Background and objective: To test the reliability and validity of 8-day and 30-day self-report measures of adherence to daily isoniazid (INH) for treatment of latent tuberculosis infection (LTBI).
Methods: Participants were 286 Latino adolescents (ages 13-18, 55.6% male) with LTBI recruited from 10 public middle and high schools in San Diego County. INH adherence was measured monthly for up to 9 months by interview and urine specimens at unannounced visits. Reliability and validity analyses were performed within 5 consecutive months. Reliability was assessed by correlating: (1) 8- and 30-day INH adherence measures within each month; and (2) each of the two adherence measures across months. Validity was assessed by correlating reported measures with biological assays within each month.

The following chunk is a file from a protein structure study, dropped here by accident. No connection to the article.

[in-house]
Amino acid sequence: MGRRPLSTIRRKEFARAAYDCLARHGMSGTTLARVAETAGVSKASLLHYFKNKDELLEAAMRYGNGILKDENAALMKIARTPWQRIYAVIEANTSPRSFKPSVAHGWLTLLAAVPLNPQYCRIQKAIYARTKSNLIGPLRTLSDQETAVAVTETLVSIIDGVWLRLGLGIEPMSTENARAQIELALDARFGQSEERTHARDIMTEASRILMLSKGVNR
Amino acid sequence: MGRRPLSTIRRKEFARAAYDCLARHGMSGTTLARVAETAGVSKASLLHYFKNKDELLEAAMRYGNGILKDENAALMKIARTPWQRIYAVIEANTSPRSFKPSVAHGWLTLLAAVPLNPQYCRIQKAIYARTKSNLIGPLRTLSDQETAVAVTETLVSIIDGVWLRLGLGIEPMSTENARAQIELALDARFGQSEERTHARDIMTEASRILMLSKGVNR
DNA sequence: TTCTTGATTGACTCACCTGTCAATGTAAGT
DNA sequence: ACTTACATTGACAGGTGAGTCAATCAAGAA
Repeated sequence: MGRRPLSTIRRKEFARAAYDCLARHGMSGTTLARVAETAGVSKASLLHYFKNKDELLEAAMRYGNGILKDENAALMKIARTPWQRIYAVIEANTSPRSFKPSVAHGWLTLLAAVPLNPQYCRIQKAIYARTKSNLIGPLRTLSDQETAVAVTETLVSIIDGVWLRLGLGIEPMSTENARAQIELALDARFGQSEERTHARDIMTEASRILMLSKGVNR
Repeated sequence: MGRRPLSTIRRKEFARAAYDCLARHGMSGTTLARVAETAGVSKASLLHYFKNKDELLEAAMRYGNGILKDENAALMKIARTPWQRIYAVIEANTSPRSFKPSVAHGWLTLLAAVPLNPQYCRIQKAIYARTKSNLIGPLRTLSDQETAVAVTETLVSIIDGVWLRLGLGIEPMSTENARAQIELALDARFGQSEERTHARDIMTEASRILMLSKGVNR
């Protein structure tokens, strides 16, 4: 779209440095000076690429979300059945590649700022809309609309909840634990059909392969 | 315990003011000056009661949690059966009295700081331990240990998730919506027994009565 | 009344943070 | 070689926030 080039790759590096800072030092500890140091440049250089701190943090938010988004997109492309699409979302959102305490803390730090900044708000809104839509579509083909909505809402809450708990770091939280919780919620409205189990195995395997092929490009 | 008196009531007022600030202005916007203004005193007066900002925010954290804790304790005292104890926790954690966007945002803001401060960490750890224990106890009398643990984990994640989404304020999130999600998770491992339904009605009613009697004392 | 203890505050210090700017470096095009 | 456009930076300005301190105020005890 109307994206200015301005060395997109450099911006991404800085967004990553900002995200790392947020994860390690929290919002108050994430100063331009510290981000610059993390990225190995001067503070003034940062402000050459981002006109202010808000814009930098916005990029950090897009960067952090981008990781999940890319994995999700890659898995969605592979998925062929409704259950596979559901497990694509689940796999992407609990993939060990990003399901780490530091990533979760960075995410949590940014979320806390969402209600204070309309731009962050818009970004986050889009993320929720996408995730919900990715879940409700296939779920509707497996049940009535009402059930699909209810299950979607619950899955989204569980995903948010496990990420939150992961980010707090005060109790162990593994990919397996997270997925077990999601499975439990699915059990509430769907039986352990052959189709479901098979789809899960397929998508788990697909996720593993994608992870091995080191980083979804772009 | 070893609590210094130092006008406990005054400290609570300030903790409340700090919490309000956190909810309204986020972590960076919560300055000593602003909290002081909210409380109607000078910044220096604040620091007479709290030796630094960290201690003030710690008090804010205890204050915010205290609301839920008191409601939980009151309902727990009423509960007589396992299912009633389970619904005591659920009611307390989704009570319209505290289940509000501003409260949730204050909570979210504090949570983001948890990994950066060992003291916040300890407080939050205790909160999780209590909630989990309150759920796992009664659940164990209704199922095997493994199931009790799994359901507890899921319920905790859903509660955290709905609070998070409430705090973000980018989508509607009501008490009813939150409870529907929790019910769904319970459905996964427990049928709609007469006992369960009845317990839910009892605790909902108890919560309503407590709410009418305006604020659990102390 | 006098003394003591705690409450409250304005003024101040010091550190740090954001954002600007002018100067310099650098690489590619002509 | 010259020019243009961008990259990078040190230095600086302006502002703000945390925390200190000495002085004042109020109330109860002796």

Results: Reliability tests yielded significant correlation coefficients (p < .05 to .001), both across measures (r = 0.71-0.93) and across time (r = 0.29-0.64 for 8-day recall; r = 0.32-0.69 for 30-day recall). Validity tests of both adherence measures were also significant (p < .05 to .001): 8-day recall (r(pb) = 0.52-0.72) and 30-day recall (r(pb) = 0.37-0.71).
Conclusion: Results suggest that impromptu recall measures of INH adherence, combined with urine collection, are reliable and valid in Latino adolescents.